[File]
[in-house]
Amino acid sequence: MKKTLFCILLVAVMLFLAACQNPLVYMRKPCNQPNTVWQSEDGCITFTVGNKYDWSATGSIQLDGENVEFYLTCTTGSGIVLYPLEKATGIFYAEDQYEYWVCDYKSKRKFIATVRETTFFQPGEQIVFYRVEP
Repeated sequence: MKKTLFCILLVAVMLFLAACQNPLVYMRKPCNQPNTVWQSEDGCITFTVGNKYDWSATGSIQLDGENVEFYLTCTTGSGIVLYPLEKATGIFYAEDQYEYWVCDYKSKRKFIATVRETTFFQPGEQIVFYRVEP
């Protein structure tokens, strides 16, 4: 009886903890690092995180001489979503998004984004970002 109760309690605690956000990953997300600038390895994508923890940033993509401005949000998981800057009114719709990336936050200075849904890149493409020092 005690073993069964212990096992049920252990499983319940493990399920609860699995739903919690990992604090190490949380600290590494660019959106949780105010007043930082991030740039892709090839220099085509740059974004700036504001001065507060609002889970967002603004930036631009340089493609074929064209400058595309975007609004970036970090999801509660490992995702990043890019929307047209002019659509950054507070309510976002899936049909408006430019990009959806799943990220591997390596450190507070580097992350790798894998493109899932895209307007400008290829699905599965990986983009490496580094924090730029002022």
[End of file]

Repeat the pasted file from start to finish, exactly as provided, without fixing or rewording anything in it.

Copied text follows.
[in-house]
Amino acid sequence: MKKTLFCILLVAVMLFLAACQNPLVYMRKPCNQPNTVWQSEDGCITFTVGNKYDWSATGSIQLDGENVEFYLTCTTGSGIVLYPLEKATGIFYAEDQYEYWVCDYKSKRKFIATVRETTFFQPGEQIVFYRVEP
Repeated sequence: MKKTLFCILLVAVMLFLAACQNPLVYMRKPCNQPNTVWQSEDGCITFTVGNKYDWSATGSIQLDGENVEFYLTCTTGSGIVLYPLEKATGIFYAEDQYEYWVCDYKSKRKFIATVRETTFFQPGEQIVFYRVEP
């Protein structure tokens, strides 16, 4: 009886903890690092995180001489979503998004984004970002 109760309690605690956000990953997300600038390895994508923890940033993509401005949000998981800057009114719709990336936050200075849904890149493409020092 005690073993069964212990096992049920252990499983319940493990399920609860699995739903919690990992604090190490949380600290590494660019959106949780105010007043930082991030740039892709090839220099085509740059974004700036504001001065507060609002889970967002603004930036631009340089493609074929064209400058595309975007609004970036970090999801509660490992995702990043890019929307047209002019659509950054507070309510976002899936049909408006430019990009959806799943990220591997390596450190507070580097992350790798894998493109899932895209307007400008290829699905599965990986983009490496580094924090730029002022």